Wednesday, December 27, 2006

Snowy mystery

I'm a bit under the weather today--the creeping crud is making its rounds and my family is being felled one after another. But I just read a "whodunnit" short story that might interest some of you, particularly as we were discussing whodunnits just last week.

Read the short story at Guardian Unlimited and see if you can solve the mystery. Then click on the link to see the author's explanation of what happened. And then come back here and read the first comment on this post. It will include several reasons why this little mental exercize failed to impress me.

Technorati Tags:


Brenda Coulter said...

Possibly because I'm sick and cranky, I didn't even try to guess the solution to this mystery, but clicked right over to the author's explanation to see how clever it was.

I didn't think it was at all clever, for myriad reasons. Here are some of them:

1. The woman couldn't have covered her entire body with a ski jacket. Her head or a foot--something--would have stuck out, and would have been covered by the fresh snowfall. But why wasn't she wearing the jacket to begin with? Okay, she was blind and terrified when she ran out into the snow. But if she thought to pick up her jacket and take it with her, why didn't she put it on? And if she did put it on, but while dying of hypothermia went a little crazy and felt too warm and removed the jacket, why would she then have carefully covered herself with it?

2. It's ludicrous to assume that the dog--I don't care how big he was--could have carried the jacket in his mouth without ever allowing any part of the garment to touch the ground and make a trail in the snow.

3. People who live in snowy climates know that you would be able to tell the difference between a body that had been dropped onto a heavy blanket of snow and a body that had been "snowed around." The snow would be more shallow not just under the body, but close beside it--unless the snow had drifted, meaning it would be deeper right next to the body. Also, when the ski jacket was pulled off the body, what happened to the snow that had accumulated on it? Was the dog careful to pick up the jacket in such a way that no snow was dumped next to the body? And if not, why was it not remarked upon that there was a strange little hill of snow next to the body?

4. I think there were some other details that didn't add up, but I was disappointed in the story and didn't want to read it a second time. Maybe some of you would like to chime in.

Kristin said...

I really don't like reading mysteries, myself. But I took the time to look this one over.

Here are my problems with this story:

1) At the very beginning, the speaker is delivering the photos to Hildie. Why would she take a picture of the body in the snow unless she knew it would disappear? Plus, what was the point of taking any picture at all? Why would she want anyone to find the body? It was HER relative. They eventually would figure out that this woman was not an eco-warrior, and then suspicion would fall on Hildie right away.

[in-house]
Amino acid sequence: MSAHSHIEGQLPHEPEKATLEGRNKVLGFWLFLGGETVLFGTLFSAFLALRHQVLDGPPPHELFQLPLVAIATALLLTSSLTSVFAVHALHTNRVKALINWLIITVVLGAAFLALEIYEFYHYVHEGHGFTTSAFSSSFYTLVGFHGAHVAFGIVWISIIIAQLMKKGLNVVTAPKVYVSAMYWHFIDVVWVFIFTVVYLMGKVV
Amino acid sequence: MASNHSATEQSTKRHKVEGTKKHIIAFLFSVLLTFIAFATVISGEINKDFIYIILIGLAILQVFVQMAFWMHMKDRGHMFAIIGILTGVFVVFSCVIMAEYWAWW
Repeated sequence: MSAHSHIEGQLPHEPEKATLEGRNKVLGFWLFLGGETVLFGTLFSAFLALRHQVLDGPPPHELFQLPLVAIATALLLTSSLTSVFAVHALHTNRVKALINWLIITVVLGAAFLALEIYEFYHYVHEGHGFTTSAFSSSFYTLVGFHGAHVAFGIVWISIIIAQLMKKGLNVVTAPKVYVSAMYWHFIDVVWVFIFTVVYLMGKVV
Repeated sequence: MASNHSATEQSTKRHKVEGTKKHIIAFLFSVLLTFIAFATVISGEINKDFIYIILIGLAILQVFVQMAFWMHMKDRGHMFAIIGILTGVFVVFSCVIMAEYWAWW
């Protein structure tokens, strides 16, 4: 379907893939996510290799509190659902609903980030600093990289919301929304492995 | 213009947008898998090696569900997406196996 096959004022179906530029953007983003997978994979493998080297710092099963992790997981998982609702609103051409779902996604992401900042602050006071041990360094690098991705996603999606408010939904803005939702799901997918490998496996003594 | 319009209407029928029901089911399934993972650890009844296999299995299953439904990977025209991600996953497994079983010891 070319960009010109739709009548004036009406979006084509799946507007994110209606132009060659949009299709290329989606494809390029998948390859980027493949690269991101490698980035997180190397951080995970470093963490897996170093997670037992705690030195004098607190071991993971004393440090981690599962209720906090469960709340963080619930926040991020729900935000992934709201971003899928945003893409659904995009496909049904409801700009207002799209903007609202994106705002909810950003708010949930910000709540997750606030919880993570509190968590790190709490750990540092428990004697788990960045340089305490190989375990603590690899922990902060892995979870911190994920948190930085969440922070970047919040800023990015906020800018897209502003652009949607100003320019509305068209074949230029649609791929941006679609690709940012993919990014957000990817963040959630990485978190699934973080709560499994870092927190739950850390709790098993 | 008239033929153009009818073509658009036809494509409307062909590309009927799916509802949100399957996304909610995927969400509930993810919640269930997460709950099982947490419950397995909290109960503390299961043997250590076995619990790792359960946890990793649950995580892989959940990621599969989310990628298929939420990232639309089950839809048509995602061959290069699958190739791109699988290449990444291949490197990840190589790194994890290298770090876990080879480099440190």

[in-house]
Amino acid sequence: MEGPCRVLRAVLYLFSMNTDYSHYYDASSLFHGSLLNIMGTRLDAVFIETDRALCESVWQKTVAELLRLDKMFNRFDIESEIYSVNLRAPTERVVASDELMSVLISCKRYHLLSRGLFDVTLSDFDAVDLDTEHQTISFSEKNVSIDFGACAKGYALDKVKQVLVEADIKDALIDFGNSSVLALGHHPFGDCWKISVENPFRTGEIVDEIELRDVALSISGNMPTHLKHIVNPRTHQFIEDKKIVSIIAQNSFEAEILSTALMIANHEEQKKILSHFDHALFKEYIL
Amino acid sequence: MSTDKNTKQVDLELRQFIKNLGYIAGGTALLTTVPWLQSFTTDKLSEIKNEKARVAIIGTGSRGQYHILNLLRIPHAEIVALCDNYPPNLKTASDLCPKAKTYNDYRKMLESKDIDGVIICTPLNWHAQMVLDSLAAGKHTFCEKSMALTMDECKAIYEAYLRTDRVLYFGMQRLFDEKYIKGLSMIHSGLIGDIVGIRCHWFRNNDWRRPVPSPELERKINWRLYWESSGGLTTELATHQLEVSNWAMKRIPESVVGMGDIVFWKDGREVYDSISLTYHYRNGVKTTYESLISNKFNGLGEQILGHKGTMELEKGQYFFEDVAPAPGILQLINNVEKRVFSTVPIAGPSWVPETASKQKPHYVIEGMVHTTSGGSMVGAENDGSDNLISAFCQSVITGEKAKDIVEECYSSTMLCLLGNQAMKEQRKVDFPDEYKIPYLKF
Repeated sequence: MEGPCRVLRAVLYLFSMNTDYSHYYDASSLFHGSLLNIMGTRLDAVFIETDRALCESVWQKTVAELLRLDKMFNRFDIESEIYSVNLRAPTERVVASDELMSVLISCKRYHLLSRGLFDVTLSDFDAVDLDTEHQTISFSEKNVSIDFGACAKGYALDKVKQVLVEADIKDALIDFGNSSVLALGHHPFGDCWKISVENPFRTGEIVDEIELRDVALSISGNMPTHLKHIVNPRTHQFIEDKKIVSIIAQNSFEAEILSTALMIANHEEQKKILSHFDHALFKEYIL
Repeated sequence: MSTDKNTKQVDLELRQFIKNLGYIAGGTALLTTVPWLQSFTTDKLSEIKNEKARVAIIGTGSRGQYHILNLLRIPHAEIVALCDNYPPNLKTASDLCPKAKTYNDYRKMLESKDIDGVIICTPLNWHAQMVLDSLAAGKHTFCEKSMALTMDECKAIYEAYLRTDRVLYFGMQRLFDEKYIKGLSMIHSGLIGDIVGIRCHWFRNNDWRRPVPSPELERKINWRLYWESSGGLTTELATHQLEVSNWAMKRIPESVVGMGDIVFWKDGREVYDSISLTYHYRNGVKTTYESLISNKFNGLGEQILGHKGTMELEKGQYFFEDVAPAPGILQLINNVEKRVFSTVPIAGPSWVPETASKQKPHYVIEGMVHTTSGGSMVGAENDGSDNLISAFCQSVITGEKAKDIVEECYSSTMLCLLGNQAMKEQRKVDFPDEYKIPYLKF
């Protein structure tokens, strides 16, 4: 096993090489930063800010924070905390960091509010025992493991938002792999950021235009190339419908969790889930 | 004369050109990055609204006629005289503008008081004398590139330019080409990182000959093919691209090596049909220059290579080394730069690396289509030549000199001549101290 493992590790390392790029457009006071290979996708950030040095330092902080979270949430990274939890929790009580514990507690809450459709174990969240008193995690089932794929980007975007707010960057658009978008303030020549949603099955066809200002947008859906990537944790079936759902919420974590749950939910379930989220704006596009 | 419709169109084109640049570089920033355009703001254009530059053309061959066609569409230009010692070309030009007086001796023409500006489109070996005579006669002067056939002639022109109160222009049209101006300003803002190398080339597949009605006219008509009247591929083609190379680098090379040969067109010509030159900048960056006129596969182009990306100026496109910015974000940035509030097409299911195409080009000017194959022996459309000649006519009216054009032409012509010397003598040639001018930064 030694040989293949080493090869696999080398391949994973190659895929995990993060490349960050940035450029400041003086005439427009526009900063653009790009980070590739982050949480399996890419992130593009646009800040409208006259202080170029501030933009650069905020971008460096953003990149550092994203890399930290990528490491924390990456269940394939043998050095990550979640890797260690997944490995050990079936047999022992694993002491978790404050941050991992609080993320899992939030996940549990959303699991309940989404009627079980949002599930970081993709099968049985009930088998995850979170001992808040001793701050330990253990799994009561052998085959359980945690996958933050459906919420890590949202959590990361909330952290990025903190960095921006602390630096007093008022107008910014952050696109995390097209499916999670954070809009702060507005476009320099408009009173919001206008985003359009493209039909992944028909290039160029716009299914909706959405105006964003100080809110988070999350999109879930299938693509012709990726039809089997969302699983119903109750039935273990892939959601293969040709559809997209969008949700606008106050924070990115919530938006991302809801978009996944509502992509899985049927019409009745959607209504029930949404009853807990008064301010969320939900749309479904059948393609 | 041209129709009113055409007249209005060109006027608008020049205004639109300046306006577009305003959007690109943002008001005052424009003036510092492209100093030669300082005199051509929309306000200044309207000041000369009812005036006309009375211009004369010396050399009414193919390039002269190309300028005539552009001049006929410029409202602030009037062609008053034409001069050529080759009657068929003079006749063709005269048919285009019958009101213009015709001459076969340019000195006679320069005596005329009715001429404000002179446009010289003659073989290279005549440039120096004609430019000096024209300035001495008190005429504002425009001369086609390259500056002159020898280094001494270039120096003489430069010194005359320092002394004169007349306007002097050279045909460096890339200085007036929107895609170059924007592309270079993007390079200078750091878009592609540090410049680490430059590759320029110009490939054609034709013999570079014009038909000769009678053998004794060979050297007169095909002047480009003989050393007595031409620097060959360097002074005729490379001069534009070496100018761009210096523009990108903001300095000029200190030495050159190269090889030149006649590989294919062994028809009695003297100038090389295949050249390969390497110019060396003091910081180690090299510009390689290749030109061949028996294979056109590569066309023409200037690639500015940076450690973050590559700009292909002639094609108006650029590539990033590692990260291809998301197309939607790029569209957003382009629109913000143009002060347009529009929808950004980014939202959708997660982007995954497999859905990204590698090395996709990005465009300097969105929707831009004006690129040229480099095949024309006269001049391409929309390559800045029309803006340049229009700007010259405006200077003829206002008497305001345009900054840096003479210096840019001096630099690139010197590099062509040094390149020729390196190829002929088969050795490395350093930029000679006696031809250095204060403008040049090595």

2) The whole thing about protestors scaling trees made no sense to me. Maybe they would scale trees to protest deforestation or lumber companies...but oil companies? Why would they be up in the trees? What exactly would that accomplish?

3) The body was BEHIND the chain-link fence. It says that Hildie didn't want to 'scrape through a gap in the chain-link fence to get to the body.' So how did a woman blind on methanol manage to stumble through a hole in a chain-link fence? I would think the minute she ran into any kind of fencing, she wouldn't go any further.

I was not very impressed either.

jel said...

sorry ya'll are sick, hoep you get to feeling better soon!

Brenda Coulter said...

Yeah, that hole-in-the-fence thing bothered me, too. And maybe Hildy took the photos because she feared wolves would tear up the body before the authorities recovered it, but still.

Maybe the fun of this story is not solving the mystery, but picking apart the story's inconsistencies. I suppose we writers just can't help ourselves.

Brenda Coulter said...

Thanks, jel. I feel icky, but it seems to be a short-lived bug. I expect to be fine tomorrow.

Carolanne said...

I didn't bother to solve it either but mostly because I knew there was a solution at the end. LOL I usually like mysteries but that one didn't grab my attention at all. I guess it just didn't sound credible. As I tell my students, you have to make the incredible sound credible... or something. I agree with Kristin - esp the one about the mother having taken the photo - why would she???

Douglas Cootey said...

I'm new to mystery fiction. I've dabbled a bit but haven't read much that interested me. I like watching mysteries, but reading them has not proved to be as rewarding. I assume I just haven't found the right author. Care to make any recommendations? (Oh, and thanks for tracking down that RC quote for me.)

Julana said...

I enjoy a good mystery, but that one got a little boring for me.
I didn't finish it; it came across as contrived, forced.
I don't like reading about death and cold weather right now.
The situation out in Oregon in the past two weeks is too fresh in my mind.

Hope you're better soon!

Vicki said...

Hope you're feeling better soon!

Brenda Coulter said...

Thanks, Vicki and Julana. I'm better today.

Douglas, I'm not a big fan of mysteries. Maybe somebody else will give you some recommendations.